Thursday, December 12, 2013

Conveyor on Gold Robot Records

The seven inch series is an ambitious undertaking. Gold Robot Records very first releases were on the humble 7" format back in 2007 with a release from Roman Ruins. It's great to see them return to the diminutive size that started it all and with not just one single, but the beginning of an entire series, "GOLD". The first one kicking this off is from Brooklyn's Conveyor, a band who I found out recently scored THX 1138 live at the nitehawk cinema in Williamsburg and have released material previously on GR. Hunter says these tracks came out of sessions for their full length due out in 2014.

"Mammal Food" dives seriously into the weird off kilter sound and rhythm of multiple layered distorted vocals that come down on the side of Jeff Magnum tracks from Airplane... with that same kind of reckless abandon. Crashing headbashing cymbals on top of chamber music layers of '70s glam. A gleaming pop attention to detail while staying experimental and in the spirit of those 4 track nightmare's from Lou Barlow or early Bill Callahan with the devices of today. The gleaming clean of even harder too hit appropriate amounts of crackle and weirdness to make the track surprising even to the band. Impossible to duplicate live and I'm wondering if this has anything to do with the direction of this series because something this complex and unique is only going to exist exactly like this on the seven inch format. These truly bizarre, intense experiments come in fits and starts run through a variety of effects that compress and sustain and then distort, whatever they were originally ends up in this layered dessert of day glo colored cake. It's not natural - but it's impossible to ignore tempting delicious cake.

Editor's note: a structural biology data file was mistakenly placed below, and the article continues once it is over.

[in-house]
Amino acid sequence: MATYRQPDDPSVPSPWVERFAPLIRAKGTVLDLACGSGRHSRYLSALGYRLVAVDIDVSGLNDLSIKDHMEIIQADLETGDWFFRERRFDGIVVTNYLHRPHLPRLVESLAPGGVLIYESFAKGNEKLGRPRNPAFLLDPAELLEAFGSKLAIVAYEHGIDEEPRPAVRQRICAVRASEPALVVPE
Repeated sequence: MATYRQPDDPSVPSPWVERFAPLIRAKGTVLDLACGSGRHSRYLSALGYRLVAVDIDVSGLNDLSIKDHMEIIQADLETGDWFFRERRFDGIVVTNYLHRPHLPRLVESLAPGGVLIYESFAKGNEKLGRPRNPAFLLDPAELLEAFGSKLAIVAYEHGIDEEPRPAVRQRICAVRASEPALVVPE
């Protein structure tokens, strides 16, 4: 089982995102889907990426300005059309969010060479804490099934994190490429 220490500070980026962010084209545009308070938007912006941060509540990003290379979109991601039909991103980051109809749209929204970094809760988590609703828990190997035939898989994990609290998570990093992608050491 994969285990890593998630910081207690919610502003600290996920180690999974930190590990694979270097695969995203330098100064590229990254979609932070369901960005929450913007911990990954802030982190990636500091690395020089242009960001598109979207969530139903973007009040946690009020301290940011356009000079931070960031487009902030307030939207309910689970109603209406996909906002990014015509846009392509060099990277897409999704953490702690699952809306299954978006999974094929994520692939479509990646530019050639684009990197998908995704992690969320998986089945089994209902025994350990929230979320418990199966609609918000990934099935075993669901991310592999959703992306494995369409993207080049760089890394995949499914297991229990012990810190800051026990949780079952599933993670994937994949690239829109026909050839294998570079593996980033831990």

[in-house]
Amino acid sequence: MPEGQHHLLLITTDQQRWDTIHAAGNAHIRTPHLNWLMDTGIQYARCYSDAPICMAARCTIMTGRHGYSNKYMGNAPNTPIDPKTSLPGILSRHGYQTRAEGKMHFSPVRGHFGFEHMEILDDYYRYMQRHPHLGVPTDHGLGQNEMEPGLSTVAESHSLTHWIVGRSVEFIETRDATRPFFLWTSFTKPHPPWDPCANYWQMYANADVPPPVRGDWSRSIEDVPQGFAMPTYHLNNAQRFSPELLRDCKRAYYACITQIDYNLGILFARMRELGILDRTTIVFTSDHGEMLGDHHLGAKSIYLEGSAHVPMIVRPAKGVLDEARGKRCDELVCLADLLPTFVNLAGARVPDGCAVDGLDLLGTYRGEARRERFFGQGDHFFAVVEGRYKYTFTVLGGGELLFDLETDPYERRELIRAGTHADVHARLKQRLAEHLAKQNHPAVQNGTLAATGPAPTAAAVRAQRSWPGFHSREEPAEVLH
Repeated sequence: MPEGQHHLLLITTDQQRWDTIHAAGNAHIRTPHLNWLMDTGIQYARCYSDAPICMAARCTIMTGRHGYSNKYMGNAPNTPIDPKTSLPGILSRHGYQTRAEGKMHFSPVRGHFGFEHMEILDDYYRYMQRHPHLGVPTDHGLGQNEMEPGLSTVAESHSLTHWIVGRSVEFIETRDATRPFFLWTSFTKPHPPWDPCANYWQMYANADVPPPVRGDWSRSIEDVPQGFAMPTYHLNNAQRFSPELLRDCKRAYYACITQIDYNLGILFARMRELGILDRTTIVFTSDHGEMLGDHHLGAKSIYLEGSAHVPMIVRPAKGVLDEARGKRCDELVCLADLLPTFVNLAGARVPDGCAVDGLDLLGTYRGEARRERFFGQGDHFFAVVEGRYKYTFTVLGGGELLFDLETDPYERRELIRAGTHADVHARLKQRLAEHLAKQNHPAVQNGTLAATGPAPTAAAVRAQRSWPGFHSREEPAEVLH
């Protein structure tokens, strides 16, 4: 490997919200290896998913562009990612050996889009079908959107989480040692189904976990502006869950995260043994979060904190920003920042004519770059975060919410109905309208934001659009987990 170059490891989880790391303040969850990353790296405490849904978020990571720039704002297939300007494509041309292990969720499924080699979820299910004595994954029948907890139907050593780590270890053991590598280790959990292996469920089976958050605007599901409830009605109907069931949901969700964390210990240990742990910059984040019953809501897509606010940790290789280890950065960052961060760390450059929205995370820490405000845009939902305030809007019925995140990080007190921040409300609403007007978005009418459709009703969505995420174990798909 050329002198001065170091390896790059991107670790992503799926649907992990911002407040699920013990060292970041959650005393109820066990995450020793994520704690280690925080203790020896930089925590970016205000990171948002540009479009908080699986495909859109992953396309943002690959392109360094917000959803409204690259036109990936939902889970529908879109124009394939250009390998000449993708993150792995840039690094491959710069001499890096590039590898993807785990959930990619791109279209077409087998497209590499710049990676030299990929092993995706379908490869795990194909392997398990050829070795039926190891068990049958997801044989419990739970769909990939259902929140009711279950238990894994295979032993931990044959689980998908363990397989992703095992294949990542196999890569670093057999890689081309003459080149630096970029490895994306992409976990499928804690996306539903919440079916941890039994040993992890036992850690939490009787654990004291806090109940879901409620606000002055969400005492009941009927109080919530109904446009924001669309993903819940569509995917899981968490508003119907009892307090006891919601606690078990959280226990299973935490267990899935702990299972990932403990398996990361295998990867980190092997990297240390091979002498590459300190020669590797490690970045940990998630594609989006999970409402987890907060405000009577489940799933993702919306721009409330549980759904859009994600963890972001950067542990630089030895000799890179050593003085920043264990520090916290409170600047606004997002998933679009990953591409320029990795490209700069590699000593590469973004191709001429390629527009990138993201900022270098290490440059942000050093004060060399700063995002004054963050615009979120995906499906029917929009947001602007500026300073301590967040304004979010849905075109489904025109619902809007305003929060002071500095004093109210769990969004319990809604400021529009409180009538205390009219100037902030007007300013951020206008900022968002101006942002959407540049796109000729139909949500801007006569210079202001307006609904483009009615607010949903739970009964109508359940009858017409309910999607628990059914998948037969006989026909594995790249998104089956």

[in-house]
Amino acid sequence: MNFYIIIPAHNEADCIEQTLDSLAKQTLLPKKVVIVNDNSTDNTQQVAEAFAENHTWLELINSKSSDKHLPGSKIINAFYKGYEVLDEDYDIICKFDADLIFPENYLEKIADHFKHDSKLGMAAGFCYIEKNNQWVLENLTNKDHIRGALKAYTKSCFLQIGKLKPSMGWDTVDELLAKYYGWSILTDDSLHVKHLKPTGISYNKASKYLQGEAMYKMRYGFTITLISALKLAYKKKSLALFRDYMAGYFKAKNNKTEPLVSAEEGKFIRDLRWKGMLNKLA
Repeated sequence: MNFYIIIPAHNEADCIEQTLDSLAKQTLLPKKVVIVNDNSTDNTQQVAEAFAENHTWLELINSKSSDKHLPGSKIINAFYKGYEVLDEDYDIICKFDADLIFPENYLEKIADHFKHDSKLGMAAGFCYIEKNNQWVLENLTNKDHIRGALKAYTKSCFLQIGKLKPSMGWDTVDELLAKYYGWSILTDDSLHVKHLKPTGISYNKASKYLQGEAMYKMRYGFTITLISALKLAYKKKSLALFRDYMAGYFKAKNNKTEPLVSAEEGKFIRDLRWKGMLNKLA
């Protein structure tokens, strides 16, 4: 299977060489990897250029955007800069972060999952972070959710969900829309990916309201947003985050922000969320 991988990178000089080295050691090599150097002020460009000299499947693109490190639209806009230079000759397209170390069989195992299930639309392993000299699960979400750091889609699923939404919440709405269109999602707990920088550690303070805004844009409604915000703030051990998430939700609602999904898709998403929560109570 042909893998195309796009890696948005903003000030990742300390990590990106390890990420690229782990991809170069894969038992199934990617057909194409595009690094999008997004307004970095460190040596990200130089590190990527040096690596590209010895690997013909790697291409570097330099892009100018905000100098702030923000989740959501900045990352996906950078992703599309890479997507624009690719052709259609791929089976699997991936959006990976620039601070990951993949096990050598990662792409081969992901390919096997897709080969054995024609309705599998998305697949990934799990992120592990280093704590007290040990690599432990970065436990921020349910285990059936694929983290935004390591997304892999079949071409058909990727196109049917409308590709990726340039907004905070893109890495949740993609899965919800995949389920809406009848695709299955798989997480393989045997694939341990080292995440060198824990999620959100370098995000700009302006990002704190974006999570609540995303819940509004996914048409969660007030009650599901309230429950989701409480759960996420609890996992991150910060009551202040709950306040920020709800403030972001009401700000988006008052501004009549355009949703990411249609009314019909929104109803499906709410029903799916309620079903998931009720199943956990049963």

They continue to bring their sense of blown out, unhinged madness to B-Side's "Pushups" with supremely blown out guitar distortions of classic pop melodic songwriting reinterpreted by alien robots who came in contact with "I want to hold your hand" after it had traveled millions of miles. breaking up somewhere near a comet and meticulously pieced back together by generations of mechanical offspring. Haunting foreign voices over a bare, stripped down kick and snare recorded in that empty practice room with a drunken sliced up guitar's dying breath. The exact meaning of these lyrics are escaping me, they've managed to land this airplane of demented autotune effects into a chorus of distorted robots like a Polyphonic Spree of broken machines writing their latest attempt to prove they should get into heaven. The same way Yoshimi Battles the Pink Robots sounded so unbelievably alien, so crytal clear and muddy at the same time, catchy and impossible to follow. Conveyor is dealing with those contradictions sounding incredible on vinyl turned up to catch the subtle crackles of those pedals melting.

You can also bet that Hunter has gone to great lengths to press this on gold vinyl in a die cut sleeve. Only 250?! Get this from Gold Robot Records.

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